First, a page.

Marco Felluga Molamatta Collio Bianco 2017
Collio’s hilly terrain is well known for producing excellent white wines. This single-vineyard Collio Bianco is a blend of three well-established white grape varieties of the area: Friulano, Pinot Bianco, and Ribolla Gialla. The Pinot Bianco is fermented and aged in barrique, giving the wine a bigger body. Golden in color, with aromas of exotic fruit and a hint of honey and vanilla. Rich and creamy, with a lingering finish. Molamatta refers to the vineyard location near and old watermill (mola).
The Felluga family traces its wine industry lineage to the late 1800s, when Roberto Felluga’s great-great-grandfather Michele started a business buying and selling wines in Istria (then part of the Austro-Hungarian Empire). Michele’s son Marco added winemaking to the business, growing grapes and making some wine on the family farm just south of Trieste in what is now southwestern Slovenia. After World War I, Marco’s son Giovanni continued the family wine trade, selling Istrian wine in Trieste and in Grado in southern Friuli. He also opened a cellar in Gradisca d’Isonzo in Collio in 1938, but World War II soon broke out, disrupting life for a decade.
After the war, Istria became part of Soviet-dominated Yugoslavia, the family lost their farm there, and Collio became their home. Two of Giovanni’s seven children ultimately established wineries in the vicinity. Marco Felluga, after graduating from the renowned enology school in Conegliano, worked for his elder brother Livio for a while, before Livio left to open his own winery in Rosazzo. Marco stayed in the walled 15th-century fortress town of Gradisca d’Isonzo and founded his eponymous winery in 1956.
Marco Felluga and Russiz Superiore are now managed by Marco's son Roberto Felluga, with Roberto's daughter Ilaria studying enology and perhaps to follow in the family business as the sixth generation. The vineyards are located in four different parts of Collio, Farra d'Isonzo, San Floriano del Collio, Oslavia, and Cormòns, which allows for strategic grape selection for the numerous wines produced. Three-quarters of the winery's production is white wines, made from both international and local grape varieties. The Marco Felluga line of white wines are kept mostly in stainless steel to ensure freshness but are also left on the lees to add richness and complexity. They are designed to improve with age for several years and are considered an incredible value given their pedigree and quality. They also make red wines from Merlot and the indigenous variety Refosco dal Peduncolo Rosso.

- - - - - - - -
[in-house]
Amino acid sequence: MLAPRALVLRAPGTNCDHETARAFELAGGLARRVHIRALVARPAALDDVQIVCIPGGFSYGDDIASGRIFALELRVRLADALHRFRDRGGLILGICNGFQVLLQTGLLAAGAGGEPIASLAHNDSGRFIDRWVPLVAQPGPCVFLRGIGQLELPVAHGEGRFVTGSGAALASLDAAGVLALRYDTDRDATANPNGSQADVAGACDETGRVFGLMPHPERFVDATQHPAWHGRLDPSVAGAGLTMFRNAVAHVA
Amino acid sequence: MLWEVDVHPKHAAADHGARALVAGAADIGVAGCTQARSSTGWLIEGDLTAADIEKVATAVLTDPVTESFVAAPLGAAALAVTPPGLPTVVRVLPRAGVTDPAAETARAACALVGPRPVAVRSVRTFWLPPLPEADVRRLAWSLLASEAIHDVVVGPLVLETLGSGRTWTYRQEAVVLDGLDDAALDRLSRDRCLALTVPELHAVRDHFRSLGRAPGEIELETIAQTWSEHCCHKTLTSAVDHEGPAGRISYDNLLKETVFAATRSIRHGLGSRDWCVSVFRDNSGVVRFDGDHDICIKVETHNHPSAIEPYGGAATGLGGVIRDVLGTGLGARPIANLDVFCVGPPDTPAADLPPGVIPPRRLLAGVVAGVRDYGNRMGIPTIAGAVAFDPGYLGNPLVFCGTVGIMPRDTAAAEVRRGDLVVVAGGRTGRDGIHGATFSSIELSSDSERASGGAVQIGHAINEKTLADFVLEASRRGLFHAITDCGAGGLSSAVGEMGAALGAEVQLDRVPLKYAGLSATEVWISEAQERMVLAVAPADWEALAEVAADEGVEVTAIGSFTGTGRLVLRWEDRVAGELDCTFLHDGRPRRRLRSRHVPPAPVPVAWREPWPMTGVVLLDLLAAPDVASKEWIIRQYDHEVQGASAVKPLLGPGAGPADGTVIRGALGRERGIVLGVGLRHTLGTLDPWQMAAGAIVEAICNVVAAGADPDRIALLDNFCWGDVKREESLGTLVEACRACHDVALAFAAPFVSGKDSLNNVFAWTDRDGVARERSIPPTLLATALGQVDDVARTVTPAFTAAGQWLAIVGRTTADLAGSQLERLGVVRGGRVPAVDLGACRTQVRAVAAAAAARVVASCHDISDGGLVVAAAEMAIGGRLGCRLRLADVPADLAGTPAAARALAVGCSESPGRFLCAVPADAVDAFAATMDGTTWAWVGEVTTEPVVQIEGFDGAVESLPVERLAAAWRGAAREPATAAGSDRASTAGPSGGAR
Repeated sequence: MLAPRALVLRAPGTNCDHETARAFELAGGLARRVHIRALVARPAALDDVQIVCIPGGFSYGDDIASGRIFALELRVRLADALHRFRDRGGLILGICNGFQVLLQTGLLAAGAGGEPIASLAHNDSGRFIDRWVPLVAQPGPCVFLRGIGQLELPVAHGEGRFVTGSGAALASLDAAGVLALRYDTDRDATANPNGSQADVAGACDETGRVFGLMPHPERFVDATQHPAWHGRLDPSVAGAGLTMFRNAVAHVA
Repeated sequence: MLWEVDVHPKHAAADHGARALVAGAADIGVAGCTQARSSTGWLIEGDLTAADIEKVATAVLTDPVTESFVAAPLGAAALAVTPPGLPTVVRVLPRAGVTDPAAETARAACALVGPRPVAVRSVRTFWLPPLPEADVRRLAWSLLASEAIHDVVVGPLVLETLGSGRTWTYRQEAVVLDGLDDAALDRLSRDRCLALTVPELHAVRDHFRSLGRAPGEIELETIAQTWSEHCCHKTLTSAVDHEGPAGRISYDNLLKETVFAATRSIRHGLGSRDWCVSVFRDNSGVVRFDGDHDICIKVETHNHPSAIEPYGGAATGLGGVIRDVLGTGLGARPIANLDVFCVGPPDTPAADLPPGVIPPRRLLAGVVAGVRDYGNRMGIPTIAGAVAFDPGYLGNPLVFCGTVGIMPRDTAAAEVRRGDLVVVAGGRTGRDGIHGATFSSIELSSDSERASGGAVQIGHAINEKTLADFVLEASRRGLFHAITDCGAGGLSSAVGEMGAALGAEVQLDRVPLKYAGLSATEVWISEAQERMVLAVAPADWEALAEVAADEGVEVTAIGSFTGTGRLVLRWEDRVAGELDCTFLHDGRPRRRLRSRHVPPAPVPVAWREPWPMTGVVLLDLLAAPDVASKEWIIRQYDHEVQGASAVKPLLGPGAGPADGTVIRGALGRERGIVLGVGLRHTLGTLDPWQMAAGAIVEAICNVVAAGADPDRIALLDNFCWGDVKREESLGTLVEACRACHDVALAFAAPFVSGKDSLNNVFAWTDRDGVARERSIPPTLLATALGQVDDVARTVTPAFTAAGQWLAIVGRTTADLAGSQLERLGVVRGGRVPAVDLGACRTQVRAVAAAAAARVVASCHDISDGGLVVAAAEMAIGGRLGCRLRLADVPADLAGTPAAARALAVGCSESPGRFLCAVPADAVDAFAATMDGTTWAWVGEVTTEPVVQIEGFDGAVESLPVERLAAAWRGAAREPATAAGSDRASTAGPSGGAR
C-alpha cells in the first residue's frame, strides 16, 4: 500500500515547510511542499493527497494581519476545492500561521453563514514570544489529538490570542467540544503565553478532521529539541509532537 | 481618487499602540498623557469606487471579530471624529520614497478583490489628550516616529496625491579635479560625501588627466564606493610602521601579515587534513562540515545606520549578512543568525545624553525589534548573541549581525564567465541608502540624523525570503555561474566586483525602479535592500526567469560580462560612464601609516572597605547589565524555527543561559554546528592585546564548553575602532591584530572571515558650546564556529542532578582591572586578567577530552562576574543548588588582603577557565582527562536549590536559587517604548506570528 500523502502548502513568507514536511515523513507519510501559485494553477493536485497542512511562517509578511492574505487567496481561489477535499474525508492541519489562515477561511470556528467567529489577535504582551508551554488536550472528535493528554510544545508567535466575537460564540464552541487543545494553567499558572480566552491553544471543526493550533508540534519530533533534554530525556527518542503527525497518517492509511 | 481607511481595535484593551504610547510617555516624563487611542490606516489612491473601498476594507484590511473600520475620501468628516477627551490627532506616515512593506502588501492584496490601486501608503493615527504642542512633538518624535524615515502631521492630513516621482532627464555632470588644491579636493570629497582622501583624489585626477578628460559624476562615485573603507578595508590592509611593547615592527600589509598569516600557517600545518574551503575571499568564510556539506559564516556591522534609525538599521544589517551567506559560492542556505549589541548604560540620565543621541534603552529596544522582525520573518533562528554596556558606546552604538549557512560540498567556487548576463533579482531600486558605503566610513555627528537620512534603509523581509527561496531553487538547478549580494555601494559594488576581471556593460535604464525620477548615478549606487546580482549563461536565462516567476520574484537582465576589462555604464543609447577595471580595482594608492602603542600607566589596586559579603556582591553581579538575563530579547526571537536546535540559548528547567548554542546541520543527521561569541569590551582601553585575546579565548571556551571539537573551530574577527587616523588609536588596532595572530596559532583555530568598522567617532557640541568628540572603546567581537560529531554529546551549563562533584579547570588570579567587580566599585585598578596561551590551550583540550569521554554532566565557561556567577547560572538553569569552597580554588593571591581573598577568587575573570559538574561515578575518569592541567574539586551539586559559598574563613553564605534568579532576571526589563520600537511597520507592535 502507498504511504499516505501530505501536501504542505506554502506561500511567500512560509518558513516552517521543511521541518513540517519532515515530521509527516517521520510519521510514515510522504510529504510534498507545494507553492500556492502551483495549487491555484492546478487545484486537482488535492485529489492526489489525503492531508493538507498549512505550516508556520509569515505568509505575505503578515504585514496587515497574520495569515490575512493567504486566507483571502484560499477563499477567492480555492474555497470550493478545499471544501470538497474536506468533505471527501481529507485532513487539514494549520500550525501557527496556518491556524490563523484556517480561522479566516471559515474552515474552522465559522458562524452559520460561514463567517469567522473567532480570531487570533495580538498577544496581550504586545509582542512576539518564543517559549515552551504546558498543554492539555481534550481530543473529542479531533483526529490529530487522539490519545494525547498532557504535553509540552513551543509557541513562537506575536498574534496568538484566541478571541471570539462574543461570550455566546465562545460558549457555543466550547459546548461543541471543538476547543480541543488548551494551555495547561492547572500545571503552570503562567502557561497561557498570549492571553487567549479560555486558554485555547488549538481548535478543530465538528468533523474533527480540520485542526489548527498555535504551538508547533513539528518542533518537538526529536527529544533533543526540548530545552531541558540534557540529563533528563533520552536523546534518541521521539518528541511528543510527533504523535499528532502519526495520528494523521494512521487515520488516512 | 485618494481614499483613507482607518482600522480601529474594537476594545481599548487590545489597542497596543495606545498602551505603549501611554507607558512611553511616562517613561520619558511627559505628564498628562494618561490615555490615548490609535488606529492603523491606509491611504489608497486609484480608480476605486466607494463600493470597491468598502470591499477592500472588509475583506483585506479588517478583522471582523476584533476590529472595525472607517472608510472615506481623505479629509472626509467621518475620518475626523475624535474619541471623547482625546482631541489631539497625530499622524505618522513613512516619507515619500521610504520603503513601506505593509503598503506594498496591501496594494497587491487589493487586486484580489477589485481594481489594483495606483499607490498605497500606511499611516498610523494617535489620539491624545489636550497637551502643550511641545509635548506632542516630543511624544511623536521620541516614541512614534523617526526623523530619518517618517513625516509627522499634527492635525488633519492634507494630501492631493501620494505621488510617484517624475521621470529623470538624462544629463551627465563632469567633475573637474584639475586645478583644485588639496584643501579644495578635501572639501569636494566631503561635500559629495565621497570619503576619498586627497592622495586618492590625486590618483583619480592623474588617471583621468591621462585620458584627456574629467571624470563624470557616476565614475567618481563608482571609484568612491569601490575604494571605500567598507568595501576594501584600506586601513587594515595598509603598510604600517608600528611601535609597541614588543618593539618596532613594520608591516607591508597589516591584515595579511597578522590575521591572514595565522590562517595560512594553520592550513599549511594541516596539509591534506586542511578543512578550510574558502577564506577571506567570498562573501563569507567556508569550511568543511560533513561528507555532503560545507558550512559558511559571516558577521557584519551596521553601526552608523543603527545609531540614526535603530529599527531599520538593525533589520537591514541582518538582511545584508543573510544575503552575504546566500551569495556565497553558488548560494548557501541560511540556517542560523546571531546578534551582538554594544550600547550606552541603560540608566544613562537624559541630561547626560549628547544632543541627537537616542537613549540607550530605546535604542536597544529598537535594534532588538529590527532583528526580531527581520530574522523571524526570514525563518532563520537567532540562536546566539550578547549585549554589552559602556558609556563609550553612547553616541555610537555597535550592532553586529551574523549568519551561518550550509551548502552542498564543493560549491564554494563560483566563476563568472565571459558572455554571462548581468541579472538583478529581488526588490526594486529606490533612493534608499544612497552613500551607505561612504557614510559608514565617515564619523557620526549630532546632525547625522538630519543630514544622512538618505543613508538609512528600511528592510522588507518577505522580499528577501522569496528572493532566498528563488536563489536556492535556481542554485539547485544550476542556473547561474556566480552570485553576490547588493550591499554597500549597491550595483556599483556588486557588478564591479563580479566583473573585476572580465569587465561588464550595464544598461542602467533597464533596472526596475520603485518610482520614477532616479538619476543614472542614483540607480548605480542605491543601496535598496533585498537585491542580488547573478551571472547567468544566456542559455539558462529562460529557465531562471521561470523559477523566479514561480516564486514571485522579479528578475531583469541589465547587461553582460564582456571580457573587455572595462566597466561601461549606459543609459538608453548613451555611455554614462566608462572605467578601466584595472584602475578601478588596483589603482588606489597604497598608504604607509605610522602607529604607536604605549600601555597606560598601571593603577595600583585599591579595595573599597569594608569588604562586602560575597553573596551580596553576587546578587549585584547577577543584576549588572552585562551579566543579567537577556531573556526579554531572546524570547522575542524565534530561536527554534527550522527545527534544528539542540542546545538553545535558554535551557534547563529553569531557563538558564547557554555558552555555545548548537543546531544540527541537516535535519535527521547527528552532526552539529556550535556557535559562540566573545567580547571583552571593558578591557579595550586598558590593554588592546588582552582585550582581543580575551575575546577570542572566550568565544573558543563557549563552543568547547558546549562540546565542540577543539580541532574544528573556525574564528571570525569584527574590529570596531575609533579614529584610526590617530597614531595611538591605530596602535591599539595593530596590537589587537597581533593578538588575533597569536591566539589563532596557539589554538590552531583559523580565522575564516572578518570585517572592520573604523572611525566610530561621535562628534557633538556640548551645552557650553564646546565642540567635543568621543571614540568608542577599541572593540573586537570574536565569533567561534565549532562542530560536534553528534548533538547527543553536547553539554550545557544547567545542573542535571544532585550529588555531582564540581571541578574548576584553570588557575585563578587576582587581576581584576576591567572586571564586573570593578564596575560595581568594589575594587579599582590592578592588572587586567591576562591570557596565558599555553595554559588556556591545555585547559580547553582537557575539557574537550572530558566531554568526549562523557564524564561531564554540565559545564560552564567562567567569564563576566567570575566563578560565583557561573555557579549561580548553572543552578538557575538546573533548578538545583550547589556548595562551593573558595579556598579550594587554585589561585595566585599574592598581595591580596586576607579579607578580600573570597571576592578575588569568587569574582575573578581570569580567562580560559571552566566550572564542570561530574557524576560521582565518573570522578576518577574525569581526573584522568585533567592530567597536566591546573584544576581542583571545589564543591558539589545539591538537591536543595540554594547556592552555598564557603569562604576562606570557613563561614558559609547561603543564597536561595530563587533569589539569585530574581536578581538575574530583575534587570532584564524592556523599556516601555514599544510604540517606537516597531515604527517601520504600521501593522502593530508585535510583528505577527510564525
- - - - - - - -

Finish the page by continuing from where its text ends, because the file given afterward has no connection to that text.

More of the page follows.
Collio is a crescent-shaped sub region of Friuli-Venezia Giulia that hugs right up against the Slovenian border. It is perfectly situated for growing wine grapes, especially of the white variety.
The Julian Alps to Collio’s north allow the influx of cool, nighttime breezes, while the Adriatic Sea to its south regulates the region’s temperatures. The area contains flysch soils,locally known as, ponca, a layered, sedimentary rock that formed millions of years ago as continents collided under the sea. Today the flysch soils that dominate the hills of Collio provide an interesting substrate for vine roots, with measurable mineral variations within small areas. The fractured layers of flysch soils also facilitate drainage and deepening of vine roots.
The region boasts a unique set of indigenous white varieties including Friulano, Ribolla Gialla, Malvasia and the rare, Picolit. International whites—Pinot Grigio, Pinot Bianco, Sauvignon (Blanc) and Chardonnay—have also been in the area for well over 100 years. Today Collio is often associated with crisp, clean, floral and fruity whites. But in recent years, there has been a resurgence in popularity of the ancient Slovenian style of fermenting white grapes on their skins. This process retains additonal colors and phenols, producing a complex finished wine with an orange hue, warranting the term, "orange wines."
Reds are far less common but the indigenous Pignolo makes an age-worthy red, and the international varieties Merlot and Cabernet grow here as well.
With hundreds of white grape varieties to choose from, winemakers have the freedom to create a virtually endless assortment of blended white wines. In many European regions, strict laws are in place determining the set of varieties that may be used in white wine blends, but in the New World, experimentation is permitted and encouraged. Blending can be utilized to enhance balance or create complexity, lending different layers of flavors and aromas. For example, a variety that creates a soft and full-bodied white wine blend, like Chardonnay, would do well combined with one that is more fragrant and naturally high in acidity. Sometimes small amounts of a particular variety are added to boost color or aromatics. Blending can take place before or after fermentation, with the latter, more popular option giving more control to the winemaker over the final qualities of the wine.